Reflections on effective ways of working on political declarations: the Safe Schools Declaration
By Elizabeth Minor
International political commitments made by states are a tool by which civilian protection norms can be advanced. Through affirming principles and committing to specific actions, positive changes in policy, practice and international standards and values can be made.
Reflecting on effective ways of working towards the agreement and carrying forward of such commitments can be valuable for driving particular agreed political commitments forward – and for giving strategic lessons for future similar initiatives to better protect civilians.
In 2019 Article 36 reflected on the process to agree the Safe Schools Declaration (SSD), an international political commitment focused on protecting education from attack during armed conflict and preventing the military use of educational facilities, which was launched in 2015.
This year, we looked into the work that has been done since the SSD’s agreement, to reflect again on elements of effective international work.
Our new paper ‘The Safe Schools Declaration: reflections on effective post-agreement work’ gives an overview of how universalisation, implementation and monitoring activities in support of the SSD have been approached since its agreement in 2015, by the community of states, international organisations and civil society most closely involved in the initiative. It looks at the types of approaches that have been considered valuable for pushing progress forward on the SSD’s commitments and its ultimate goals of strengthening norms and practice around the protection of education.
The purpose of this overview is to produce reflections that might be of interest for the safe schools community, as well as to suggest possible points of learning for other similar international political commitment processes, particularly in terms of structuring, prioritising and sequencing post-agreement work. Its intended audiences are representatives of states, international organisations and civil society interested in reflecting on effective ways of working around international agreements to better protect civilians.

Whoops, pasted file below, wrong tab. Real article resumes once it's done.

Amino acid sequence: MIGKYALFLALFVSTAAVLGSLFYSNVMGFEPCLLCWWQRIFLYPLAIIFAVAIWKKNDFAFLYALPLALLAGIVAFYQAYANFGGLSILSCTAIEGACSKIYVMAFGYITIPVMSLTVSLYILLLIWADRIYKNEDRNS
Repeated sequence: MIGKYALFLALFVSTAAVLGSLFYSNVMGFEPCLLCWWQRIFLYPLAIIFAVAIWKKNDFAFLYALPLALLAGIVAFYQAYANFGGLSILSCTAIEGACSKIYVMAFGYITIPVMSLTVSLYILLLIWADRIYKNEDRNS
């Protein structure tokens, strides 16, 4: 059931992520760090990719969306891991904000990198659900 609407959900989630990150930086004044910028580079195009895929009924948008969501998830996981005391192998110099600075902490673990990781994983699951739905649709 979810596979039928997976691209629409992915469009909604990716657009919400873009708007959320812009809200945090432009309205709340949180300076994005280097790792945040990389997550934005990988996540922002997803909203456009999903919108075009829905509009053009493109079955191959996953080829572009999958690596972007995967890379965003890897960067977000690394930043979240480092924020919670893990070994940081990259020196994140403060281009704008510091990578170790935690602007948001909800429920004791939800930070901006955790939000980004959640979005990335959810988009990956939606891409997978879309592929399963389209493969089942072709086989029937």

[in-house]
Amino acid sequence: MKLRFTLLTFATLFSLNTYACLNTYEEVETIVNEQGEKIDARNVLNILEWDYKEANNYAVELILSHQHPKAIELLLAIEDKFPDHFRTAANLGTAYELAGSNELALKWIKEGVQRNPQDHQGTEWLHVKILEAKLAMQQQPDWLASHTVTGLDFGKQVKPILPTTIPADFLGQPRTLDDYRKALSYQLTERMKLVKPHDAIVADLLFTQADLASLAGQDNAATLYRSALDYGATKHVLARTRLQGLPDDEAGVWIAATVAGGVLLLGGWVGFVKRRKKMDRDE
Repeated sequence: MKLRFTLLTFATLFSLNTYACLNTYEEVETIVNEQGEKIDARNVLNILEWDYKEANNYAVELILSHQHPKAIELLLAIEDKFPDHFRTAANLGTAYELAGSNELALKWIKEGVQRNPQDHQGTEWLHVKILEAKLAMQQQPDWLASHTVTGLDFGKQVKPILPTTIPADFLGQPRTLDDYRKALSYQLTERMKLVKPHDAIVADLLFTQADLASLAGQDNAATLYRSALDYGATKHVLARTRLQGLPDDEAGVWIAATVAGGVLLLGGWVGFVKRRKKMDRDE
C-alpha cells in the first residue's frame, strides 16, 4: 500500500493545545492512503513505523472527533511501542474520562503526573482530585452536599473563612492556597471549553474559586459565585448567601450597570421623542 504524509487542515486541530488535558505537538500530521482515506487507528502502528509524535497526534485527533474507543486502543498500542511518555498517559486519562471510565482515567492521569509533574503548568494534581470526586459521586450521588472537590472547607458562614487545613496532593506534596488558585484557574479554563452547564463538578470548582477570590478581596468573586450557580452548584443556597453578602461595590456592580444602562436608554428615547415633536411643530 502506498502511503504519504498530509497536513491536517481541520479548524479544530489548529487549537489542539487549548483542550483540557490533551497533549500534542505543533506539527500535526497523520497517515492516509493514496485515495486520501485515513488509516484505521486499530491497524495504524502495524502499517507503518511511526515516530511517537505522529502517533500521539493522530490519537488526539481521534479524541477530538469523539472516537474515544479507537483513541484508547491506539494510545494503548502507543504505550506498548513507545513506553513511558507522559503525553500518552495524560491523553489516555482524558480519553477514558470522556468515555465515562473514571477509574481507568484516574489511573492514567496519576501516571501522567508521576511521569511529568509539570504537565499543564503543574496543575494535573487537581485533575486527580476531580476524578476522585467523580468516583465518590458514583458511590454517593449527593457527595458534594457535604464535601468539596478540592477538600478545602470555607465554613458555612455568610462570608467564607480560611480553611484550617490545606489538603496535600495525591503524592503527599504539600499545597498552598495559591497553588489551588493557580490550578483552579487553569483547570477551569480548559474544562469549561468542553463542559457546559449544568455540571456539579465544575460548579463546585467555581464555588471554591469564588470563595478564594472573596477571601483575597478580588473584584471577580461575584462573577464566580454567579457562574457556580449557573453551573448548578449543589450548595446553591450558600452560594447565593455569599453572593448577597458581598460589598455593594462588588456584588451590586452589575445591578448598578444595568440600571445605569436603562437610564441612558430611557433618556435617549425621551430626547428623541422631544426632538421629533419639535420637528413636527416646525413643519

Its key messages are:
- The Safe Schools Declaration (SSD) is a tool for strengthening norms towards the goal of fully protecting civilians from the impacts of armed violence, focused on protecting education from attack
- Effective partnership between states, international organisations and civil society with common goals has been key to the SSD initiative
- Universalising the SSD is a tool in the work of norm-building, helping to keep a focus on the problems the SSD frames and responds to
- Promoting the implementation of the SSD’s commitments is useful to both norm building and creating practical change
- Continued monitoring and framing of both the problem of attacks on education, and political progress to respond to it through the SSD, is also crucial to maintaining progress
Some key reflections for similar processes to develop international political commitments to protect civilians are:
- It is valuable to look towards next steps early during initiatives and text drafting, to strategize on strong implementation and the balancing and prioritisation of different types of norm-building activity
- Practical exercises, toolkits and discussions are some of the most useful tools in promoting the implementation of commitments
- Work to build the buy-in of different ministries, whose priorities may be in tension, is crucial to developing commitment in such processes
Featured image: Palestinians inspect a classroom of a United Nations-run school that was damaged in Israeli shelling, Khan Younis, Gaza Strip, 2018. © Reuters/Ibraheem Abu Mustafa